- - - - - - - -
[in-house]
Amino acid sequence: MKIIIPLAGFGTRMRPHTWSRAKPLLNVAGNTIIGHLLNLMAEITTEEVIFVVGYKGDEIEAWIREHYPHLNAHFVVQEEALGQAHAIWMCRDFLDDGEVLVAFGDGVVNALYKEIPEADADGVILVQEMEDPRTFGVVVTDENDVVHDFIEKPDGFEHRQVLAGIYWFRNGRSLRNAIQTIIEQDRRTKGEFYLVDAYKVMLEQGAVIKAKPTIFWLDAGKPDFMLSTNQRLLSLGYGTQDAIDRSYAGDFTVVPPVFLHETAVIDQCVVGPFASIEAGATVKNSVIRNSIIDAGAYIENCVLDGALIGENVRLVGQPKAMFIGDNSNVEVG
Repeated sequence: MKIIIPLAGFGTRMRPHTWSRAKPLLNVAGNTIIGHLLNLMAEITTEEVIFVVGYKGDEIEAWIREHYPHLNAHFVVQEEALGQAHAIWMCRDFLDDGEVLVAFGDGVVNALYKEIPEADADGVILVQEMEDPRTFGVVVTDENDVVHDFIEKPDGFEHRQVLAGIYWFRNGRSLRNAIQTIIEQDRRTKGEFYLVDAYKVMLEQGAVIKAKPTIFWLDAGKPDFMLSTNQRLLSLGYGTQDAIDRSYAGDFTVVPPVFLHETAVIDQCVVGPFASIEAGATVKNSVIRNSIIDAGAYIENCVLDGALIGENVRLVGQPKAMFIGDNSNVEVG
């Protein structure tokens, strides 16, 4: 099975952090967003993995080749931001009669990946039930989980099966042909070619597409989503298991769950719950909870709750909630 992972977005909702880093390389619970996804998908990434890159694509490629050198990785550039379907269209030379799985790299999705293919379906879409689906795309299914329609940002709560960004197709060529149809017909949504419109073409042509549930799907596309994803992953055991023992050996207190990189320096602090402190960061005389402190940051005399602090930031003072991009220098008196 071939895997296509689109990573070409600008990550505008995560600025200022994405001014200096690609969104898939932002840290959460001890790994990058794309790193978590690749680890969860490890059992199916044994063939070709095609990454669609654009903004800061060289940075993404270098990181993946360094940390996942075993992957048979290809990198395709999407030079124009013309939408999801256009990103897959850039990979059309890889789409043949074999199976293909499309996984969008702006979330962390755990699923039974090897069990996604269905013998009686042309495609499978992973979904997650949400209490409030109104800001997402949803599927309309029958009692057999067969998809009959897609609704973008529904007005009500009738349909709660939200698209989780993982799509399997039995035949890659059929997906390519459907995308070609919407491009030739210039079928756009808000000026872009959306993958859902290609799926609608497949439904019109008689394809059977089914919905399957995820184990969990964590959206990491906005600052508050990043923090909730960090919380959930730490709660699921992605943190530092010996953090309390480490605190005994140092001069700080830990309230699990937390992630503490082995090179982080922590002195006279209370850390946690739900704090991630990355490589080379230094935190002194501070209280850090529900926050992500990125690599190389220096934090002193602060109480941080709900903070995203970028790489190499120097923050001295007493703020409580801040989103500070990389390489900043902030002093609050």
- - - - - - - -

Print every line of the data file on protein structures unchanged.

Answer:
[in-house]
Amino acid sequence: MKIIIPLAGFGTRMRPHTWSRAKPLLNVAGNTIIGHLLNLMAEITTEEVIFVVGYKGDEIEAWIREHYPHLNAHFVVQEEALGQAHAIWMCRDFLDDGEVLVAFGDGVVNALYKEIPEADADGVILVQEMEDPRTFGVVVTDENDVVHDFIEKPDGFEHRQVLAGIYWFRNGRSLRNAIQTIIEQDRRTKGEFYLVDAYKVMLEQGAVIKAKPTIFWLDAGKPDFMLSTNQRLLSLGYGTQDAIDRSYAGDFTVVPPVFLHETAVIDQCVVGPFASIEAGATVKNSVIRNSIIDAGAYIENCVLDGALIGENVRLVGQPKAMFIGDNSNVEVG
Repeated sequence: MKIIIPLAGFGTRMRPHTWSRAKPLLNVAGNTIIGHLLNLMAEITTEEVIFVVGYKGDEIEAWIREHYPHLNAHFVVQEEALGQAHAIWMCRDFLDDGEVLVAFGDGVVNALYKEIPEADADGVILVQEMEDPRTFGVVVTDENDVVHDFIEKPDGFEHRQVLAGIYWFRNGRSLRNAIQTIIEQDRRTKGEFYLVDAYKVMLEQGAVIKAKPTIFWLDAGKPDFMLSTNQRLLSLGYGTQDAIDRSYAGDFTVVPPVFLHETAVIDQCVVGPFASIEAGATVKNSVIRNSIIDAGAYIENCVLDGALIGENVRLVGQPKAMFIGDNSNVEVG
């Protein structure tokens, strides 16, 4: 099975952090967003993995080749931001009669990946039930989980099966042909070619597409989503298991769950719950909870709750909630 992972977005909702880093390389619970996804998908990434890159694509490629050198990785550039379907269209030379799985790299999705293919379906879409689906795309299914329609940002709560960004197709060529149809017909949504419109073409042509549930799907596309994803992953055991023992050996207190990189320096602090402190960061005389402190940051005399602090930031003072991009220098008196 071939895997296509689109990573070409600008990550505008995560600025200022994405001014200096690609969104898939932002840290959460001890790994990058794309790193978590690749680890969860490890059992199916044994063939070709095609990454669609654009903004800061060289940075993404270098990181993946360094940390996942075993992957048979290809990198395709999407030079124009013309939408999801256009990103897959850039990979059309890889789409043949074999199976293909499309996984969008702006979330962390755990699923039974090897069990996604269905013998009686042309495609499978992973979904997650949400209490409030109104800001997402949803599927309309029958009692057999067969998809009959897609609704973008529904007005009500009738349909709660939200698209989780993982799509399997039995035949890659059929997906390519459907995308070609919407491009030739210039079928756009808000000026872009959306993958859902290609799926609608497949439904019109008689394809059977089914919905399957995820184990969990964590959206990491906005600052508050990043923090909730960090919380959930730490709660699921992605943190530092010996953090309390480490605190005994140092001069700080830990309230699990937390992630503490082995090179982080922590002195006279209370850390946690739900704090991630990355490589080379230094935190002194501070209280850090529900926050992500990125690599190389220096934090002193602060109480941080709900903070995203970028790489190499120097923050001295007493703020409580801040989103500070990389390489900043902030002093609050």